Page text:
Valerie Paradiz, PhD, the developer of Integrated Self Advocacy ISA™ (a curriculum and training series for educators and therapists who wish to help individuals with autism spectrum disorders achieve self-advocacy) and author of Elijah’s Cup: A Family’s Journey into the Community and Culture of High-Functioning Autism and Asperger’s Syndrome (The Free Press, 2002), claims that girls find ways to compensate for their social disability by throwing themselves into academics or obsessive interests. These might include video games, drawing, or other solitary activities. Unfortunately, this type of compensation does not help girls learn to cope in social situations. Paradiz asserts, “In my case, I was an academic nerd, studying all day long. Although I got straight As, this pattern followed me through college and graduate school, which rendered me not so adept in understanding the social aspects of work.”

Dr. Attwood clarifies that the enormous stress of having to “pretend to be normal” can lead to a low self esteem. A low self esteem can subsequently lead to other problems, such as eating disorders, abusive relationships, and anxiety disorders.

Anorexia nervosa is a huge concern for teenage girls on the spectrum. Attwood explains that this is because weight control and calorie counting can become an obsessive interest for girls with Asperger’s. They might equate being thin with being popular and their obsessive compulsive tendencies and low self esteem can lead them down a dark path quite quickly.

Dr. Paradiz believes that teenage girls need extra support from parents and caregivers when it comes to relationships, particularly since many have a hard time negotiating sexual attention. Attwood remarks, “Girls on the spectrum are intoxicated by the interest that boys give them, so they are a target for predators.” Girls with Asperger’s can be more susceptible to being deceived by a pedophile or entering into a relationship with an abusive boyfriend. This is partly due to the fact that girls with Asperger’s lack character judgment, have a hard time reading non-verbal cues, and are desperate to fit in socially.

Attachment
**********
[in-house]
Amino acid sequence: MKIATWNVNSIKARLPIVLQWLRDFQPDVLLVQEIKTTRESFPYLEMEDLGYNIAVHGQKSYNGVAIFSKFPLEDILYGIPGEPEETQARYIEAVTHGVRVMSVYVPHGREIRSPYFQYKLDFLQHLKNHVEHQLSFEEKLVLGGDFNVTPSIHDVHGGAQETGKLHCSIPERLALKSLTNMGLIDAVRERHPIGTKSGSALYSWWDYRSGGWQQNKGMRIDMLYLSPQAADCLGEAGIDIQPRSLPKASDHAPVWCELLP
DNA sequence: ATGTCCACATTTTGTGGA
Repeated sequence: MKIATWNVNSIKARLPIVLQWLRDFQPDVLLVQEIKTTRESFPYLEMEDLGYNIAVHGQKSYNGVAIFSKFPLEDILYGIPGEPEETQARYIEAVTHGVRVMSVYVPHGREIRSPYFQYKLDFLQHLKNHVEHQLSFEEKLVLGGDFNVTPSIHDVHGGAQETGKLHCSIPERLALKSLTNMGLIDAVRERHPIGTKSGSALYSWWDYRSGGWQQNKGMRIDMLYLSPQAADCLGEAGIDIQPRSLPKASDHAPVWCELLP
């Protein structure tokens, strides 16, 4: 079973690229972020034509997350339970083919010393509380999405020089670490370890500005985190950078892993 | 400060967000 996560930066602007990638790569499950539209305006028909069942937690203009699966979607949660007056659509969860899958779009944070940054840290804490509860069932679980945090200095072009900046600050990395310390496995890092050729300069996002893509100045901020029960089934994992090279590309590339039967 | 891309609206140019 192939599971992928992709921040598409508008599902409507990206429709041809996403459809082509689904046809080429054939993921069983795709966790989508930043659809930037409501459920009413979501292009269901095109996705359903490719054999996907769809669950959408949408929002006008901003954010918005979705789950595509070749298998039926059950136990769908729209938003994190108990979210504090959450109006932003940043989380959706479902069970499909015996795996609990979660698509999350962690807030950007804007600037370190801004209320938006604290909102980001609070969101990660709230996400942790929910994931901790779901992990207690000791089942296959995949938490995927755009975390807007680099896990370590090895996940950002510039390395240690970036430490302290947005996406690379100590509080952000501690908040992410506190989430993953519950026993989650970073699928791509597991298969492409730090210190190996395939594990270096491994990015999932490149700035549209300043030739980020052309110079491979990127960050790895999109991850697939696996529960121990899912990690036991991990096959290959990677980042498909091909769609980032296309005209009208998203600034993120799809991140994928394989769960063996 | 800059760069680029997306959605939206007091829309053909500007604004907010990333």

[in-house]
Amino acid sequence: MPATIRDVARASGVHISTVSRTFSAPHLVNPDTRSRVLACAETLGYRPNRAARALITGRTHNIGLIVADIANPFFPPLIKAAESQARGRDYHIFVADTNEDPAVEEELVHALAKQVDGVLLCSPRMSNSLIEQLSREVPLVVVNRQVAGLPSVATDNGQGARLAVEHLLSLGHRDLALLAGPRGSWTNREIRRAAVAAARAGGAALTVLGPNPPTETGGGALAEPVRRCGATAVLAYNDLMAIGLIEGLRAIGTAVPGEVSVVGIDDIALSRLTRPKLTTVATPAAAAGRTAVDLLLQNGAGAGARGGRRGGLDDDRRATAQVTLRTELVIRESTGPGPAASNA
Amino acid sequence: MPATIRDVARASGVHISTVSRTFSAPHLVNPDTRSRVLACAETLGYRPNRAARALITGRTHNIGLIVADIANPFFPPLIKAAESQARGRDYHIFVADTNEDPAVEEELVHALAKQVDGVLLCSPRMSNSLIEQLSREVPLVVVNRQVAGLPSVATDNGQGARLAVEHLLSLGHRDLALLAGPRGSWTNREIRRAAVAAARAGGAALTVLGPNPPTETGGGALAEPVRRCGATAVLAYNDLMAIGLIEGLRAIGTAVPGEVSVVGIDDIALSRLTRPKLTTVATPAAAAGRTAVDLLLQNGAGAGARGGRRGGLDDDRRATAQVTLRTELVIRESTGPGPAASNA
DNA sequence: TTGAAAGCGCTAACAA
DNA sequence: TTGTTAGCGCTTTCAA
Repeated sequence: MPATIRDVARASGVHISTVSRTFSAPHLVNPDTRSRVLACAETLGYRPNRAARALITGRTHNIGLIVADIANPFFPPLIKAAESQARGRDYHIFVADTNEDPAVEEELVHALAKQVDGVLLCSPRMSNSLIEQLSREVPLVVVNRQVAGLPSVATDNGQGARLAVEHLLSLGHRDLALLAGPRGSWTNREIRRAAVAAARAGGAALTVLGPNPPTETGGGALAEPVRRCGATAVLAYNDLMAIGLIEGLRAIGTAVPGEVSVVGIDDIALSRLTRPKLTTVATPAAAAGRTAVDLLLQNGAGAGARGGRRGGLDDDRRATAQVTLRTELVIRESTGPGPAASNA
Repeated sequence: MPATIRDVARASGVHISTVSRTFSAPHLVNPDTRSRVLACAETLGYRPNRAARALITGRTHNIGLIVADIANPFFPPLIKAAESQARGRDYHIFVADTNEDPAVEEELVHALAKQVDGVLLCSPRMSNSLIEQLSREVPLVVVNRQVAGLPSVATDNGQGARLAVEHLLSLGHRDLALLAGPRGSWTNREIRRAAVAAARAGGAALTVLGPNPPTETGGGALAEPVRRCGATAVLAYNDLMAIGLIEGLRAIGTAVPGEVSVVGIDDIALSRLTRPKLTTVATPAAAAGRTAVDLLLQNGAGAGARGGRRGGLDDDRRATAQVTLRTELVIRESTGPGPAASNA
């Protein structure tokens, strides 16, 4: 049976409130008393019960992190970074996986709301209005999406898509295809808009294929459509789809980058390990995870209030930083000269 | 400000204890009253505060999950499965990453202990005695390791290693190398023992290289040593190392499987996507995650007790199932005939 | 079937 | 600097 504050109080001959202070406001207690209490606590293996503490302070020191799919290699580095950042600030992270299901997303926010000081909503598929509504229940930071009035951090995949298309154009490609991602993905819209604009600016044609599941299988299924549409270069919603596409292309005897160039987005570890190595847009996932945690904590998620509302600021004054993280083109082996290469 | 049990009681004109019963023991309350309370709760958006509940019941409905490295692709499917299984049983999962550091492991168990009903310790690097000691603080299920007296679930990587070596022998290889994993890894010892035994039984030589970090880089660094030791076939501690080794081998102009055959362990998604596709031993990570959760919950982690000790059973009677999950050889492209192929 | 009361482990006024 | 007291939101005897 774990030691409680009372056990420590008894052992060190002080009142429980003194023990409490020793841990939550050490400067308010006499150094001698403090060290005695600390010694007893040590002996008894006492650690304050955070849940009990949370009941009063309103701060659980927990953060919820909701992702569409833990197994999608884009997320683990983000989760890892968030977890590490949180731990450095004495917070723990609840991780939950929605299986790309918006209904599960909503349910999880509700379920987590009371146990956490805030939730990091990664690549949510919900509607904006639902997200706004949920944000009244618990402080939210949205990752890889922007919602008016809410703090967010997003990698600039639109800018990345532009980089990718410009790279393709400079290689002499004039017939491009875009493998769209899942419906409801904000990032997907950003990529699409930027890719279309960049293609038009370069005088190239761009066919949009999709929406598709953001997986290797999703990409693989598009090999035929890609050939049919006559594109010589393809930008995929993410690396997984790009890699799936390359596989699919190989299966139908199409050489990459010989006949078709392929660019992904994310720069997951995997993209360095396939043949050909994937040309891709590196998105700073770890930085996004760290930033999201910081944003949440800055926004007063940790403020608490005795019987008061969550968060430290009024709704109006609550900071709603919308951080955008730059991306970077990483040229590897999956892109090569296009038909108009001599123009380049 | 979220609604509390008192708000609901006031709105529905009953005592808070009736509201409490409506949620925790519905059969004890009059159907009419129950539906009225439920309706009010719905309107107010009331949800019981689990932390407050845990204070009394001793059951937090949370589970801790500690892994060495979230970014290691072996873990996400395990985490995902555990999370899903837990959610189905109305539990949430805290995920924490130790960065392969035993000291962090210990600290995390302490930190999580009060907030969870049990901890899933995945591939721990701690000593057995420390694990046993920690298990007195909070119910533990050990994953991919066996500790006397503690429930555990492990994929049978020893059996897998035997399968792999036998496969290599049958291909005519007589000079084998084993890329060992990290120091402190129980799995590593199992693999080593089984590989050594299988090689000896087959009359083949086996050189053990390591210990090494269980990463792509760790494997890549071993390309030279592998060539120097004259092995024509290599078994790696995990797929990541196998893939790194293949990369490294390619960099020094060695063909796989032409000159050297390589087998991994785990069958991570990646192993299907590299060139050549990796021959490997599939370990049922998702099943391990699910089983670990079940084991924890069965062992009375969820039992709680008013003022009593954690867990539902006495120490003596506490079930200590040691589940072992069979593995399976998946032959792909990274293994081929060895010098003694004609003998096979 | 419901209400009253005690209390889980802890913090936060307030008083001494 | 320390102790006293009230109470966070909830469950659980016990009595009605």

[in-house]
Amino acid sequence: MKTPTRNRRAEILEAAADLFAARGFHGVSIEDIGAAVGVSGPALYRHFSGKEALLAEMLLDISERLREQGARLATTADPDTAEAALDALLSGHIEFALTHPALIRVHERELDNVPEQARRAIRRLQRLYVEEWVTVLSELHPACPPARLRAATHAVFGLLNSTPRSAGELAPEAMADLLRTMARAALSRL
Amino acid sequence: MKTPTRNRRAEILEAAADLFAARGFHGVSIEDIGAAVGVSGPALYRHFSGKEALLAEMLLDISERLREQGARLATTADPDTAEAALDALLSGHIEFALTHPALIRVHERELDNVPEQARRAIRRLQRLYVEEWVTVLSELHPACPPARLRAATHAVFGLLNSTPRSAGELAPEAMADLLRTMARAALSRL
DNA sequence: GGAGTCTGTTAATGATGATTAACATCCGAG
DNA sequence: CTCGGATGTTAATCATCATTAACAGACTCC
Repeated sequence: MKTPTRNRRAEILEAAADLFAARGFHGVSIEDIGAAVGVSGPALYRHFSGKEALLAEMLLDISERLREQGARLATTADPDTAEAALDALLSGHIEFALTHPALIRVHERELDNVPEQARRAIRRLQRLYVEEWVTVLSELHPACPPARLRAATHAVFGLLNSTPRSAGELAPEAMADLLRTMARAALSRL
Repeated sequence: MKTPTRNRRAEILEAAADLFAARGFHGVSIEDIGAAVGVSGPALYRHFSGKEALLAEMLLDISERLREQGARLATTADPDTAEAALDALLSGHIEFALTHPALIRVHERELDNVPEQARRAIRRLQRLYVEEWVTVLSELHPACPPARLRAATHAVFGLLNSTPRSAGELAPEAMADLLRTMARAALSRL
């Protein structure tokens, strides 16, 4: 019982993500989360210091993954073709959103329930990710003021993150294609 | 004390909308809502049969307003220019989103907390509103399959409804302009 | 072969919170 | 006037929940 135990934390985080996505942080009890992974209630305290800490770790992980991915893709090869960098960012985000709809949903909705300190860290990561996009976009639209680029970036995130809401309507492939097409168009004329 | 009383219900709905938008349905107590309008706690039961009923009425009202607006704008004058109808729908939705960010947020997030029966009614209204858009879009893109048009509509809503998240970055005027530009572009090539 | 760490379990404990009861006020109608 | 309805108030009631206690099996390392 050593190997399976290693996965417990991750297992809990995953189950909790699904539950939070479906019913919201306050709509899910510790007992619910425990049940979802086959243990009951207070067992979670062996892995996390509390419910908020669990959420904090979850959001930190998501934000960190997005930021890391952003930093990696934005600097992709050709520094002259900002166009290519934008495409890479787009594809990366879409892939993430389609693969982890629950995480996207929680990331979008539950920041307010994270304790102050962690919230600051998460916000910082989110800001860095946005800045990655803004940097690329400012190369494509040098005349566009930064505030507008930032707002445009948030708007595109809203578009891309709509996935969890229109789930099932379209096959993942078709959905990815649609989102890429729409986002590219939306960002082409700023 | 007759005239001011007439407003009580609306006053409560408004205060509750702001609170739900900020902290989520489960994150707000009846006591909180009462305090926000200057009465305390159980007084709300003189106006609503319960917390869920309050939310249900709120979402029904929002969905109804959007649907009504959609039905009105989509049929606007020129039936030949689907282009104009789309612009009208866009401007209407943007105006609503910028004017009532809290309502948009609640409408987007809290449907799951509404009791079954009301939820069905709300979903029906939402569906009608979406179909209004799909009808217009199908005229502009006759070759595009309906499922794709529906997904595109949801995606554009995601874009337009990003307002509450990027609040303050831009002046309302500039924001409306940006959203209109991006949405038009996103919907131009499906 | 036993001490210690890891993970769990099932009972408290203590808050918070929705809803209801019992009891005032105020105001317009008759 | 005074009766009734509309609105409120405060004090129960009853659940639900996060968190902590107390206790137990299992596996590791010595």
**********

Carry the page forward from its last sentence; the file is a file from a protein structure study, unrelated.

Girls on the spectrum are at a much younger age in terms of emotional development than their female peers as well. “My daughter is emotionally at a much younger age, and it is hard for her to deal with situations that other seventeen-year-olds are prepared to handle,” says Gunther.

Paradiz also cautions parents to be aware of signs of depression as their child enters adolescence and adulthood.

Looking to the Future

If a college degree is in her future, parents should contact the prospective institution to find out what supports they have for students with disabilities. They should also plan to visit campus several times in order to help with the transition. Many girls with Asperger’s find it beneficial to attend a community college and continue to live at home, especially for the first two years. This gives them more time to mature emotionally and socially, and they can concentrate on academics without the added pressures of independent living.

Dr. Attwood reports that women with Asperger’s have a 50% chance of having a child with Asperger’s. However, he believes that women on the spectrum handle children with Asperger’s extremely well because they can relate to their unique attributes. He has found that women with Asperger’s make great mothers and have both unconventional and conservative parenting styles.

It is also imperative that girls on the spectrum find a career that is suited to their special talents. Besides looking for the right skills fit, she should be sure that the environment is one that she will be comfortable in. For instance, if she finds noise to be a distraction, she should find a job where she can work in a quiet space. Attwood declares, “There are many people with AS who have chosen a career in psychology and who subsequently develop psychotherapies for ‘Aspies,’ which is a great thing!”

Finding a support group is critical as women look ahead to living life with Asperger’s. Gunther adds, “With the age of the Internet, we are lucky to be able to connect with people beyond our geographic location, and there are many associations and forums available to lend support and share knowledge and information.”